By Elias Hazou
INTERIOR minister Socrates Hasikos acknowledged yesterday that the government and the Central Bank (CBC) have conflicting estimates regarding an intended asset swap between the two, but sought to downplay the matter.
As per the terms of the island’s bailout programme, the state will swap a portion of outstanding government debt held by the CBC in exchange for state land.
In this way, the government reduces its existing debt, and the CBC’s balance sheet is credited with the corresponding amount, with the land held as security.
It’s understood this is an old debt held with the central bank; the CBC stopped granting loans to the government in 2004.
According to Hasikos, the government has compiled a list of some 15,000 land plots for the asset swap.
The government estimates their worth to be €1.2bn, whereas the CBC’s valuation – based on a sample of 500 land plots – is about half that.
Hasikos said that, if necessary, and if CBC’s figures were more accurate, the government would have no problem adding to the list of land plots included in the swap.
“We shall work things out with the central bank,” he offered.
The valuations are based on the new, 2013 real estate prices.
Responding to media reports, Hasikos was quick to dismiss the notion that the lower valuations cited by the CBC would impact broader real estate prices.
“I honestly wonder why this is becoming such big a deal. You shouldn’t confuse this with anything to do with updated real estate prices and immovable property tax,” he told reporters following a meeting of the House interior affairs committee.
MPs, however, panned the administration, deriding the fact – in their view – that the central bank would turn into a realtor.
They also wondered how the government put up with the CBC questioning the land registry’s valuations.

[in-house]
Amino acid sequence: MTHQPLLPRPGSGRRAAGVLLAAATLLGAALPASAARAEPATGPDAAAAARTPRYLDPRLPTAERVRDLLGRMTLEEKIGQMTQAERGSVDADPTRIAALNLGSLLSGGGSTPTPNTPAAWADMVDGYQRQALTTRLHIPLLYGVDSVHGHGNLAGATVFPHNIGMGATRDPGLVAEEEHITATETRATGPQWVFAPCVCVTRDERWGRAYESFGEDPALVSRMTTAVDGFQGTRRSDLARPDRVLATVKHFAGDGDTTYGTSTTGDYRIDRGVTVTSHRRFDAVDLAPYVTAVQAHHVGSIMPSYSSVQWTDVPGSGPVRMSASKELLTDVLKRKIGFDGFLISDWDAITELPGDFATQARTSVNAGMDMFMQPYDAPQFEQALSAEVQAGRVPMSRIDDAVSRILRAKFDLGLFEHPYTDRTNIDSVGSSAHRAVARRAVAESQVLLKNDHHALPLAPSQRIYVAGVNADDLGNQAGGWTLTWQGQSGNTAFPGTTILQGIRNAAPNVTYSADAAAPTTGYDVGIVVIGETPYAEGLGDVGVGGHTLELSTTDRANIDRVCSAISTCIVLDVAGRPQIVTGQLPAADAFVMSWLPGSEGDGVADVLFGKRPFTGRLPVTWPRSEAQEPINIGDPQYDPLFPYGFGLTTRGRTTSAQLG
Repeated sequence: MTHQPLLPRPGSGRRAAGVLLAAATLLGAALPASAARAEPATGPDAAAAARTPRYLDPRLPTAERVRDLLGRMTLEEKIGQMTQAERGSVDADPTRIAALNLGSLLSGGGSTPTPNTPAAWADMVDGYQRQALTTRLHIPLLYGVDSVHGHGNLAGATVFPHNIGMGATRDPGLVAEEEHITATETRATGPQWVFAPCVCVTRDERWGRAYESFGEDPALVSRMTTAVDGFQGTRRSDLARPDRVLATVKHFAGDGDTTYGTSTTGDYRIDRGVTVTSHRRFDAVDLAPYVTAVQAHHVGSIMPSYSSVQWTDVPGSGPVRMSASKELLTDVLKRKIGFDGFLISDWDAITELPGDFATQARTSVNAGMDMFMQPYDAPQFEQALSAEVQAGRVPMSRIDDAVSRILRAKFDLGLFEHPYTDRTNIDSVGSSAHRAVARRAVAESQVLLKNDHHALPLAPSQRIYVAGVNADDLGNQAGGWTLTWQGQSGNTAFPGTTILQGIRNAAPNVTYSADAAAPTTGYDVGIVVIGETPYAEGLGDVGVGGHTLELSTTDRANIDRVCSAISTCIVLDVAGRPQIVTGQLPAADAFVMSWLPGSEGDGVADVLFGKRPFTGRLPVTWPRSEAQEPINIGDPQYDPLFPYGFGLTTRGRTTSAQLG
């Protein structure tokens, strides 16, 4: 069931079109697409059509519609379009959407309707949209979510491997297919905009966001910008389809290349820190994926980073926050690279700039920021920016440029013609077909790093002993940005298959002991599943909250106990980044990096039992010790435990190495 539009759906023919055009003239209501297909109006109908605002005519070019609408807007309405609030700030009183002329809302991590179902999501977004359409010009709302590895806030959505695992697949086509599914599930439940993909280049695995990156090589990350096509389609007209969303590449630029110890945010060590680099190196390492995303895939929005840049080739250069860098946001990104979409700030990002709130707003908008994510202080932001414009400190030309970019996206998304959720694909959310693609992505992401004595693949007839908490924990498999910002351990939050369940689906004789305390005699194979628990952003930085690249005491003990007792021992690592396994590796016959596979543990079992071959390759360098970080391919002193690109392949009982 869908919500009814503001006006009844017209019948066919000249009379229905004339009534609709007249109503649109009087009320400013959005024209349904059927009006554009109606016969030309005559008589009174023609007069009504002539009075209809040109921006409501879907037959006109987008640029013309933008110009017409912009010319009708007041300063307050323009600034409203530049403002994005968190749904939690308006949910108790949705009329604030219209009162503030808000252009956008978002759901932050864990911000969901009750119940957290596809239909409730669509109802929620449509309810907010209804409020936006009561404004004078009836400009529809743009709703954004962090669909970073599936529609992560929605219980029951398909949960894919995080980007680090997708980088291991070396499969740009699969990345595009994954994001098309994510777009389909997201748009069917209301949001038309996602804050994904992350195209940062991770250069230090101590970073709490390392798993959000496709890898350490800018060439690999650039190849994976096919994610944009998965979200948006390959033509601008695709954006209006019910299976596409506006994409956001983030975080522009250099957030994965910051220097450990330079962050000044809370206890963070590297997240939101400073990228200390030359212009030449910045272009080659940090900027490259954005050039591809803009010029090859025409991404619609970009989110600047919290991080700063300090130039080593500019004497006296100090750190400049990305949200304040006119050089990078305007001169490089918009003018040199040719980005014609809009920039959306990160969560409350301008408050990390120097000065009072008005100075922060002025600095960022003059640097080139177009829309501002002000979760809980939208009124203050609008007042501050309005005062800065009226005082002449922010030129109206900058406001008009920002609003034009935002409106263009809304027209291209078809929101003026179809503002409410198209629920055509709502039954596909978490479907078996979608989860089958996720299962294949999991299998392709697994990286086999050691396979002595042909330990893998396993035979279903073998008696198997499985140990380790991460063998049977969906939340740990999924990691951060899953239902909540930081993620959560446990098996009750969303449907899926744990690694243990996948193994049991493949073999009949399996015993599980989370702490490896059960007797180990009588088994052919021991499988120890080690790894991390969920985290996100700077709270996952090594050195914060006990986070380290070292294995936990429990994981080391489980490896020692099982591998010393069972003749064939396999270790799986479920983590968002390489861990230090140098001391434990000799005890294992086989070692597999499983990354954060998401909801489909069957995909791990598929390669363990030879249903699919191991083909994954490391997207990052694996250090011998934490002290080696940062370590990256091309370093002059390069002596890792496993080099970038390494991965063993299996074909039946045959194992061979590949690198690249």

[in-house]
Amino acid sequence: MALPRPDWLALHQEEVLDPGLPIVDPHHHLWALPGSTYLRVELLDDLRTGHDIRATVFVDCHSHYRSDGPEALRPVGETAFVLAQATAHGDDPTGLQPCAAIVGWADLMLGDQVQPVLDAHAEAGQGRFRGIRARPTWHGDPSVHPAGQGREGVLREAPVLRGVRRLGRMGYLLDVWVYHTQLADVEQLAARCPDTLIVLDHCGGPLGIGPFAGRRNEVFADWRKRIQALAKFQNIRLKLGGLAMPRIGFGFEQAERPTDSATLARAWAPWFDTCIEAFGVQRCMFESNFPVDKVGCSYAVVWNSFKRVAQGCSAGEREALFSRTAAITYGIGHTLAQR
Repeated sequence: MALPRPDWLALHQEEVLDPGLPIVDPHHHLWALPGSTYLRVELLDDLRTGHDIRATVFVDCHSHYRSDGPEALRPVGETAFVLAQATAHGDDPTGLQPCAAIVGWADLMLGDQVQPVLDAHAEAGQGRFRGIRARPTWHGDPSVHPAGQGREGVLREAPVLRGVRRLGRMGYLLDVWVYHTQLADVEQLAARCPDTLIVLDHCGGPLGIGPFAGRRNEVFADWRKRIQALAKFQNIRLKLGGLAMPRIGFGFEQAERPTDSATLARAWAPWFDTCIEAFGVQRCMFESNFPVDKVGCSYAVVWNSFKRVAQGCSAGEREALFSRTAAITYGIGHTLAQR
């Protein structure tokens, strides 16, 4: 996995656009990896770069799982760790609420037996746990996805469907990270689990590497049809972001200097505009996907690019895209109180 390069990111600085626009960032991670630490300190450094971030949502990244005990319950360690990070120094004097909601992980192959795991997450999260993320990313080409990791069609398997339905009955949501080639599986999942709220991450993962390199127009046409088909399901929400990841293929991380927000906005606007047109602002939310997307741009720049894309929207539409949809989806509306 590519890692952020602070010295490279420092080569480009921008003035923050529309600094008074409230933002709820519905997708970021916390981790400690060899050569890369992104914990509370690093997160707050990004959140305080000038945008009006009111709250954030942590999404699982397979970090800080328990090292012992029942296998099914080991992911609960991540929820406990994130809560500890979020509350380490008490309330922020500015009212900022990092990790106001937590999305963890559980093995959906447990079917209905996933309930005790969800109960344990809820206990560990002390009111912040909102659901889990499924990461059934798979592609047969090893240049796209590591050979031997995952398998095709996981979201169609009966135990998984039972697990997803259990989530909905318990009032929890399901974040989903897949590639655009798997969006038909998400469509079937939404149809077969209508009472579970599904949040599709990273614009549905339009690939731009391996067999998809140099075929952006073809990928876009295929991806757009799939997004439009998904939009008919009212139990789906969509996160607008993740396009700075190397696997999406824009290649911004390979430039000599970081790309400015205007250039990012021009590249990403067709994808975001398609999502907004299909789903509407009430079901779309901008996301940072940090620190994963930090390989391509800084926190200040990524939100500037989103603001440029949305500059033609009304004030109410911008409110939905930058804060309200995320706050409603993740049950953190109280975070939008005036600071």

Ruffling lawmakers’ feathers is the government’s intention to bring legislation allowing it to unilaterally sell state land without parliamentary approval.
Greens MP Giorgos Perdikis said the government’s move would set a dangerous precedent.
“For nearly 60 years, legislators, parties and the public have not allowed whoever is in government to act as an estate agent at the expense of state property, which is not the property of the government of the day to do with as it pleases.”
AKEL was annoyed with the interior minister for not having handed them the list of plots slated for the swap.
For his part, Hasikos also said the asset swap should not be conflated with the state-owned land plots which the government plans to sell to the private sector.
The government has earmarked 38 plots for privatisation, again in line with a broader drive to raise money from the sale of state assets and slash the national debt, also provided for in the agreement with international creditors.
Cyprus must generate proceeds from privatisation of at least €1bn within the bailout programme period and €0.4bn outside.
Hasikos said the value of these plots, if sold by the target date of 2018, would come to €540m. The privatisations commissioner has already invited tenders for interested investors.
Responding to questions, Hasikos said the government would not get the short end of the stick, as the plots in question would be sold not according to their current value while they are sitting idle, but rather according to their future value once they are slated for development.
None of the 38 plots had been slated for public projects, the minister said.
For example, the plot opposite the Hilton hotel in Nicosia.
“It’s the well-known case with the Qataris. There, the state has no intention of building anything, so the plot could well be sold,” he said.